Conceptual modeling

Conceptual modeling is a basic craft shared by requirements analysts, process designers, IT architects, and object-oriented programmers.

Hectic office situations and project deadlines often mean that conceptual models are not as good as they could be. Secretly, late at night, tinkering away in the privacy of their garden shed, professionals around the world dream of the perfect, Platonic model for their project: a conceptual heaven.

At a time of tight budgets and short-cycled, agile development, such dreams appear old-fashioned and impractical. They are not: human organizations are complex affairs, and to support them with quality business software, we need carefully designed models to understand them – just like we need a model of an aircraft in order to build one. In many ways, modelling human organizations is harder than engineering: we have to deal with the quirks and oddities of human language and behavior.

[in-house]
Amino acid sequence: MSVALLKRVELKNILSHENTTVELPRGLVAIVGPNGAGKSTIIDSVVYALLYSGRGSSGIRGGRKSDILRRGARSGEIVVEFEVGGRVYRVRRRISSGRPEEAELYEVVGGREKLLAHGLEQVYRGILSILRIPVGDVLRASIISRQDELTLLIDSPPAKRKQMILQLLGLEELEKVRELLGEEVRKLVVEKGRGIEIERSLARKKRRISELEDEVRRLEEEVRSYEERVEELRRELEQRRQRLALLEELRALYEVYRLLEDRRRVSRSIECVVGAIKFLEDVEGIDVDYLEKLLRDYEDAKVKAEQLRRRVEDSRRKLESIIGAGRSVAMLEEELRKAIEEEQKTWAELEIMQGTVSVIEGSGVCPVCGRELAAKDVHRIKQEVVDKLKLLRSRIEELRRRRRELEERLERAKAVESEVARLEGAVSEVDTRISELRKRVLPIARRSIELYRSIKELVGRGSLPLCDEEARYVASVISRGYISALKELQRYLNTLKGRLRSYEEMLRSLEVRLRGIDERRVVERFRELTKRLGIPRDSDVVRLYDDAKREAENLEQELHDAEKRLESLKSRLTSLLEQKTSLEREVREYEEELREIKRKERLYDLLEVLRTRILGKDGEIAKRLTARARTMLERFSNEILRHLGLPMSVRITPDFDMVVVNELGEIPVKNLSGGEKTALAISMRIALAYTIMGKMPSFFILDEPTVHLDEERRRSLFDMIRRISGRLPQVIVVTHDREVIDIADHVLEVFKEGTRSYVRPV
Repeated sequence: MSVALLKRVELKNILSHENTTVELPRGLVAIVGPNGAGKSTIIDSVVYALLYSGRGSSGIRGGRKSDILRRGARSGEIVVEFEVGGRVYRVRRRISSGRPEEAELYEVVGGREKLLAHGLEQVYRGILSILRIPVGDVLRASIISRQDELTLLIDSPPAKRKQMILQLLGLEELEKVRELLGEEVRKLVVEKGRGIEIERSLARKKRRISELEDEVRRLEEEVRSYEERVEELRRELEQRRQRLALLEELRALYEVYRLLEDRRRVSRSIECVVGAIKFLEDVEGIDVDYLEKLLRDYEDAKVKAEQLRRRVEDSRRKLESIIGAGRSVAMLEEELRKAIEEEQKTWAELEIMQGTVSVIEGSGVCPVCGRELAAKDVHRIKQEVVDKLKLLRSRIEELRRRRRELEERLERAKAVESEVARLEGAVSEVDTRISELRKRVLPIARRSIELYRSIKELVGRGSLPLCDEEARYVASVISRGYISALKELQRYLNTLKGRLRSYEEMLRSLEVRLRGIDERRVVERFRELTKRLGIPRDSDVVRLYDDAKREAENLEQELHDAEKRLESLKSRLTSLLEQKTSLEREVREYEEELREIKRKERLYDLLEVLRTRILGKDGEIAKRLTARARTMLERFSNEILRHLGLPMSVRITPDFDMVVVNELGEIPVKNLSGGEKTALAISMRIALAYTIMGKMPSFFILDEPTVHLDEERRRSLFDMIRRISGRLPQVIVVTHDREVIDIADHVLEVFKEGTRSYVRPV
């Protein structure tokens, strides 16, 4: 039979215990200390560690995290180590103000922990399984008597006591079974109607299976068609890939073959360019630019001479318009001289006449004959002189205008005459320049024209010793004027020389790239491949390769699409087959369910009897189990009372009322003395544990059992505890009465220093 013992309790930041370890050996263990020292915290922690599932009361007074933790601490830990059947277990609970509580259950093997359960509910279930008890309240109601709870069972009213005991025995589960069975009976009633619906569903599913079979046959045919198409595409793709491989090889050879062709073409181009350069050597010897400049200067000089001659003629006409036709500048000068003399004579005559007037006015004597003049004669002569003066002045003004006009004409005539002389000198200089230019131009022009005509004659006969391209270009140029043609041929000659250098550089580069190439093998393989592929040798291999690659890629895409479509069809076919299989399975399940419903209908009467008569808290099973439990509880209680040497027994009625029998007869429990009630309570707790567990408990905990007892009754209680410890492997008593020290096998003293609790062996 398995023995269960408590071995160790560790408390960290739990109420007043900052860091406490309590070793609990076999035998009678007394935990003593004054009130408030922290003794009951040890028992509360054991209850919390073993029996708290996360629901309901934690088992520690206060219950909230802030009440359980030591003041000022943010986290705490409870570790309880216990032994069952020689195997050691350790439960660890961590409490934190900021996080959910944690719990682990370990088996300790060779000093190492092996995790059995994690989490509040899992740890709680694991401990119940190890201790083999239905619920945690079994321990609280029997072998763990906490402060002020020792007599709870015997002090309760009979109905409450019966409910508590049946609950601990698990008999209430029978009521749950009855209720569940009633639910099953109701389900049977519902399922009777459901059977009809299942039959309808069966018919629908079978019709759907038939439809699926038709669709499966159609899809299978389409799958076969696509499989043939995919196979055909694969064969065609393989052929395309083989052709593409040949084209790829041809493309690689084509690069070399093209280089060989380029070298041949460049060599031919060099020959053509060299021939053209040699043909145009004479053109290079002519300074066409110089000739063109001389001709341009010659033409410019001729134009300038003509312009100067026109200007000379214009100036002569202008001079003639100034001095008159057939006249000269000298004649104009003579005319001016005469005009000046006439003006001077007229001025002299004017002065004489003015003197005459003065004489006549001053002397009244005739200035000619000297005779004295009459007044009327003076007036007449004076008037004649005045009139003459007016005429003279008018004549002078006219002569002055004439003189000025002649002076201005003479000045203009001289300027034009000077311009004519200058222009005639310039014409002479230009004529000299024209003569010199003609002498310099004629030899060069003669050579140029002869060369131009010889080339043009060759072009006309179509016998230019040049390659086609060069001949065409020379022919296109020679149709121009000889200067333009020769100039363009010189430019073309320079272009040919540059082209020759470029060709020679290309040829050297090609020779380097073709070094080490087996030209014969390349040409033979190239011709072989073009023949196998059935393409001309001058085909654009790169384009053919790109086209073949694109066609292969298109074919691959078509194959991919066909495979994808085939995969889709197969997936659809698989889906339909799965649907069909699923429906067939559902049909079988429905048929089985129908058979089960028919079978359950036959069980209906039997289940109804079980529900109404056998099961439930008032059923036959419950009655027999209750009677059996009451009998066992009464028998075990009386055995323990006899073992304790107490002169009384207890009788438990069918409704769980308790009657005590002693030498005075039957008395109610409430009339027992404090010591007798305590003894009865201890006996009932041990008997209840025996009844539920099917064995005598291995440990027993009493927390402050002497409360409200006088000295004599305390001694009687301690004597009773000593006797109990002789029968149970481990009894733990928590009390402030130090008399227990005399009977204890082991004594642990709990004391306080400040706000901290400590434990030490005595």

This site is devoted to conceptual modeling, with a special interest in natural business language. As a starting point, it draws sound principles and standardization  from SBVR, the formal specification published by the Object Management Group (OMG).



Natural business language is accepted as a vehicle at the start of a requirements process, but is often replaced in design models and technical models by more formal representations. This is unfortunate: controlled natural language is a rich source of business knowledge at all stages.